A Fireside Chat with Brad Mehldau
AAJ: How formidable is it to try to give a standard or an indie rock song its own identity?
BM: The song has an identity already. The nature of its identity is what determines whether it's a good vehicle to interpret and improvise on. What sort of form does it have? Simple is usually better. What sort of harmonic movement? Is the harmony quirky - too quirky or idiosyncratic to the original version maybe? What is the melody like on a piano for me? It may be beautiful, but almost unplayable on piano. That happens with a lot of rock tunes.
AAJ: "Romanticism implies nostalgia for damaged goods."
BM: It has to do with my understanding of life and the redemptive power of something like music, which is probably a mix of Freud, Harold Bloom, and a little Gnosticism thrown in. You have these early experiences in life that are intensely pleasurable, followed by this disconnection from that pleasure. What leaves a mark on you, what seeps into your memory forever, is the pain that comes from the disconnection from that pleasure, I think, more than the actual pleasure itself. Pleasure depends on its temporal, fleeting quality for its existence; it can only be defined in opposition to the inevitability of its lack, which is felt as pain. So you try to make sense of that pain because you're always confronting it. You develop a love for the pain out of necessity. Romantic works are informed by that troubled love, but you can probably see why I've moved away from using "romantic" to describe that pheonomenon because this description could work for anything from Nirvana's "Smells Like Teen Spirit", Shakespeare's Hamlet, or even something like the blues. In any case, those kinds of works don't give us a representation of the prelapsarian, untroubled pleasure before the first disconnection. They show us the moment when the "glass shattered." There's a nostalgia implied there, because they're perpetually trying to capture the first time the glass shattered in our early memories, and that early experience takes on an emblematic, legendary quality, seen through rose colored glasses. There is a folly in that, because we are willfully engaging in a misperception of something painful. So there's a quality of irony if all that gets played out in an artwork, where one can be aware of that self-deception and simultaneously engage in self-deceit anyways.
AAJ: What helps you sleep well at night?
BM: I have my own bullshit meter which is always on and operates independently of outside successes. If I have a good gig, I sleep well at night. If I have a less good gig, I sleep less well. I'm a little better at rolling with the peaks and valleys than I was a few years ago, but I definitely don't have some Olympian calm about my status as a musician. I want to continue to grow, and I am driven by a fear that I will stop growing; it's that simple. Freud was right - it's the fear of death that keeps us running around the hamster wheel. I'm okay with that actually in a creative sense. It doesn't strike me as morbid; it's just the way it works, for me at least.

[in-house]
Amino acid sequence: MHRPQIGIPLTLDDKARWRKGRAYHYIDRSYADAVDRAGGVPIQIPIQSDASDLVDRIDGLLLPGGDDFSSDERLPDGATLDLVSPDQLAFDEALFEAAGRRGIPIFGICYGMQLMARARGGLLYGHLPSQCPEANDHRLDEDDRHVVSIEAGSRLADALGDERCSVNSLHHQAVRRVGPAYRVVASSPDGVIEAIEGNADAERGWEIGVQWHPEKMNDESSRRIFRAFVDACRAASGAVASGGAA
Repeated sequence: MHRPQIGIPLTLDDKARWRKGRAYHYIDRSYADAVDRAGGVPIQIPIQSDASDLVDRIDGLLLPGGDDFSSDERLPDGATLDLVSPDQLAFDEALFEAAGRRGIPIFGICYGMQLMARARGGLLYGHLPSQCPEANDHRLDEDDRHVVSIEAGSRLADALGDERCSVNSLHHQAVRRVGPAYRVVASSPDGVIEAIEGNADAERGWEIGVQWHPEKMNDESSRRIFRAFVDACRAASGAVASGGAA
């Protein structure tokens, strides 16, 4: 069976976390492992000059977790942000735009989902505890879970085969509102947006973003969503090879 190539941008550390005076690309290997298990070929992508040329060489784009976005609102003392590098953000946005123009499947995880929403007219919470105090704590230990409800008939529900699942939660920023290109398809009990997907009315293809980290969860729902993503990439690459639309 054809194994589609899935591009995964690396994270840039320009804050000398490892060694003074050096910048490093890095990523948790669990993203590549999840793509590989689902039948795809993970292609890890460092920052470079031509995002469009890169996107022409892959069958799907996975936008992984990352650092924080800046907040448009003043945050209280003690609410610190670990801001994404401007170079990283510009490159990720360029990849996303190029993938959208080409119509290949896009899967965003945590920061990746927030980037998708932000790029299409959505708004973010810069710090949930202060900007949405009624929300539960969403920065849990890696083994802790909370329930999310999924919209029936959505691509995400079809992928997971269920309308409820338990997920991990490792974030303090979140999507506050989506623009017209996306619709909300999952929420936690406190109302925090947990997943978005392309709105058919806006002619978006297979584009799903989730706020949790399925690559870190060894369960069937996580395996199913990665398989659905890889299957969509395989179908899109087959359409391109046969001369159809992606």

AAJ: Fear of standing on success. That yearning to push your own envelope can get cumbersome.
BM: The yearning does get cumbersome; that's an astute question, because you're pointing out a by-product of the process of growth. You're pushing yourself so as to ward of a creeping banality - the banality of the expected, the safe, the tried and tested, the pedestrian. And then the process of pushing, indeed, can suddenly become banal. What do you do? Keep pushing; push through that. Or, change your musical surroundings radically. I've done that a few times over the years.
AAJ: Having left the bright lights, big city, do you miss Hollywood?
BM: I have nostalgia for Hollywood, my old neighborhood around Franklin Avenue, and miss the scene there, miss the regular Friday nights at Largo to see Jon Brion, miss some friends. But I get back there a few times a year, fortunately. Los Angeles is, quite simply, one of the weirdest places on earth and will always be so for me. I wouldn't change it one bit. I love the freaks, the wannabees, the creative misfits, the car-culture, the rock 'n' roll, the slight feeling of danger at all times.
AAJ: Has family life changed you?
BM: As an artist it's hard to say how being married and having a child has changed me - too early to tell. As a man, I've definitely matured from the experience, and I'm grateful for that.
AAJ: When we last spoke, I remarked on how elitist the jazz guard had become and you referred to jazz's need to inbred and keep away from everything else. Since, you've torn down some of those preconceived borders. There is a satisfaction that comes with knowing you are bringing a new audience.
BM:Yes, that's satisfying.
AAJ: What is it about you or your music that makes sense to Gen X?
BM: It's hard to say. I think any vital music should be able to reach people of all ages. It's very gratifying, though, to see people my age and younger at our shows.